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Nicole Richie's 'personal' pop-up store

FashionBy Sunday World
Nicole Richie's 'personal' pop-up store

Nicole Richie's new pop-up shop reflects her personality.

The 'Candidly Nicole' star has revealed she designed the store - which is housed in L.A's The Grove mall and sells everything from apparel and furniture to juice drinks - to not only embody her House of Harlow 1960 brand but also to reflect her own personal taste.

She explained: "[The products] are from my favourite places here in L.A. When I was going to open the store, I was like, I don't want this store to only reflect the brand, but also reflect me.

"The way it came together was really cool because just over the past few months, it's given me the opportunity to use this blank canvas to really represent what the brand is, and it's just been so exciting and an exciting journey for me, too."

The 33-year-old star's pop-up store collection retails between $24 to $395 and also includes a new summer clothing capsule range featuring kimonos and camisoles.

She will also sell her new jewellery collection in the store including a range of exclusive pieces she had previously just been making for her close pals.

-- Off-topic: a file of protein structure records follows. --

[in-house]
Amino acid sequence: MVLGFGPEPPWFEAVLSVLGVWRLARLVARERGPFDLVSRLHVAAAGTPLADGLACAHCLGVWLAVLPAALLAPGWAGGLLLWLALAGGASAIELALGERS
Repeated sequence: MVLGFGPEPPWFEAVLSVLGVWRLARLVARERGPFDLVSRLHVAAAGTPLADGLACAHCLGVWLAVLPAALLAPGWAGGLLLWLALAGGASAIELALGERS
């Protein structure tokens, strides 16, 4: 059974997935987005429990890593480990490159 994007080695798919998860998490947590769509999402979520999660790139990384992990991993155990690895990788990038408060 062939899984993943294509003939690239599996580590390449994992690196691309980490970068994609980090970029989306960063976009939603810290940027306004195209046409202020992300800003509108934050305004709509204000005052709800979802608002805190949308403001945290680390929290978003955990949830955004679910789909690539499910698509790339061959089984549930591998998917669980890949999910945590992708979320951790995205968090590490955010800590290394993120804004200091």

She explained: "I've been making them for my friends, but I've never sold them before."

Nicole added she is thrilled with the way the store's quirky interior has turned out and credits designer Marsha Gordon for perfecting the "bohemian and colourful" vibe.

She told PEOPLE: "Her look to me is very bohemian, fun, colorful, and so I wanted to put pieces - furniture wise - that were eclectic.

"[With] the shelving, I wanted to add a rustic vibe to it because I feel like it's her bohemian style, and then I wanted to add a feminine touch."

Nicole previously confessed she wanted to bring a 60s and 70s feel to the store to encourage her customers to focus less on trends and more on styling the garments themselves.

She told WWD: "I'm going back to what the root of House of Harlow really was: the camisoles, kimono and slipdresses.

"[In the 60s and 70s] People were using music to express themselves and they were doing the same thing with fashion. There was very little focus on trends, and that's something that I want to bring back into fashion today. You don't have to wear [the pieces] the way I do. They're meant to be mixed with other items in your closet."